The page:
Griffin James:

then to go back to a case of salt, where there any

Griffin James:

specific practices set up in place?

Griffin James:

Rehearsals that made it more accessible, friendly that you would like to point

Griffin James:

out for others to possibly learn from.

Teal Lepley:

So a case of salt was directed by Danica Janell Jackson,

Teal Lepley:

and I cannot praise this woman enough.

Teal Lepley:

I was, I'm not going to lie very anxious going into rehearsals, even though I

Teal Lepley:

was playing a character with a cane.

Teal Lepley:

And so obviously I'd be able to use my cane, the entire rehearsal process.

Teal Lepley:

I was very anxious and I went in the first rehearsal, like having prepared

Teal Lepley:

a little speech about here is what you need to know about my health.

Teal Lepley:

Here are the certain accommodations I'll need.

Teal Lepley:

Here are things you need to know.

Teal Lepley:

I was ready to give a CliffsNotes version, but I went in and I don't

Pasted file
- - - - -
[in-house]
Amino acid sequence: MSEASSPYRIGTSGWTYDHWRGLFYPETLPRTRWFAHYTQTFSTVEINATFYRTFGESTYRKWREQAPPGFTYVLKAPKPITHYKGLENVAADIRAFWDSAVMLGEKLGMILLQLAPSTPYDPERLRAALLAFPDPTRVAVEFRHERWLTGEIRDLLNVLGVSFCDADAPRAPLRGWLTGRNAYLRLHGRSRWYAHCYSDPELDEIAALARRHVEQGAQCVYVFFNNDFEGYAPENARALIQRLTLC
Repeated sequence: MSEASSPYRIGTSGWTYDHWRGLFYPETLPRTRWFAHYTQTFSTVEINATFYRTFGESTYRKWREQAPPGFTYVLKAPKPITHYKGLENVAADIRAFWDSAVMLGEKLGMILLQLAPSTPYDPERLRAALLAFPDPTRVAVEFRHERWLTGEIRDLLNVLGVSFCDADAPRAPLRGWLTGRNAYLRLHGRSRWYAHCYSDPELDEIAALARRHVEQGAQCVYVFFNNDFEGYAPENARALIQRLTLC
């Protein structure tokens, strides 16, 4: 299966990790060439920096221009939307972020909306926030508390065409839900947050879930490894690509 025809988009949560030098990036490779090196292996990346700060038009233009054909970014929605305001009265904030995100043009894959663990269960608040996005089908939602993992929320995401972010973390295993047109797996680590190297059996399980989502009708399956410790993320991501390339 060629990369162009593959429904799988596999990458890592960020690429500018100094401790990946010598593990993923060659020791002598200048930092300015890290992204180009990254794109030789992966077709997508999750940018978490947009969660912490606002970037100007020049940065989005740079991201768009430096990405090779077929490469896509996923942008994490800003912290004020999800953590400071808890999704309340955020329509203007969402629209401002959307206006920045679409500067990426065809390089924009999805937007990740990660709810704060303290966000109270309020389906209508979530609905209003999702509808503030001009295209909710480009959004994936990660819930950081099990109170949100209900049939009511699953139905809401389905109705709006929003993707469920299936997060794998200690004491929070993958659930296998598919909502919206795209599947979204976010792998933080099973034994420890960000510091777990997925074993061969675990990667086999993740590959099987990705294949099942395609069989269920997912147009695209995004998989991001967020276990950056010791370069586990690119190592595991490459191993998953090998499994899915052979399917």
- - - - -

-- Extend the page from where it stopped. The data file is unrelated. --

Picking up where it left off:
Teal Lepley:

think I said any of it because Danica was already so prepared.

Teal Lepley:

And so seamlessly accounted for everything.

Teal Lepley:

I think we were halfway through the blocking process when she

Teal Lepley:

and I were talking about, wait, are you sitting in the scene?

Teal Lepley:

Am I standing?

Teal Lepley:

And she said, oh no, you were sitting in the, no, you're

Teal Lepley:

standing in the last scene.

Teal Lepley:

So you're sitting in this one.

Teal Lepley:

I tried to scatter it.

Teal Lepley:

So every time you're in the scene standing up for most of it, you're

Teal Lepley:

sitting down in the next one so it's not too hard on your joints.

Teal Lepley:

And I was flabbergasted because I'd never mentioned that, but

Teal Lepley:

she went ahead and thought of it and incorporated it so smoothly.

Teal Lepley:

Hadn't even consciously registered.

Teal Lepley:

She made it so simple and so easy.

Teal Lepley:

It was fantastic.

Teal Lepley:

And I know we made a lot of scene transitions, moving furniture, and

Teal Lepley:

a couple of times I offered to help.

Teal Lepley:

Oh, I can move this chair.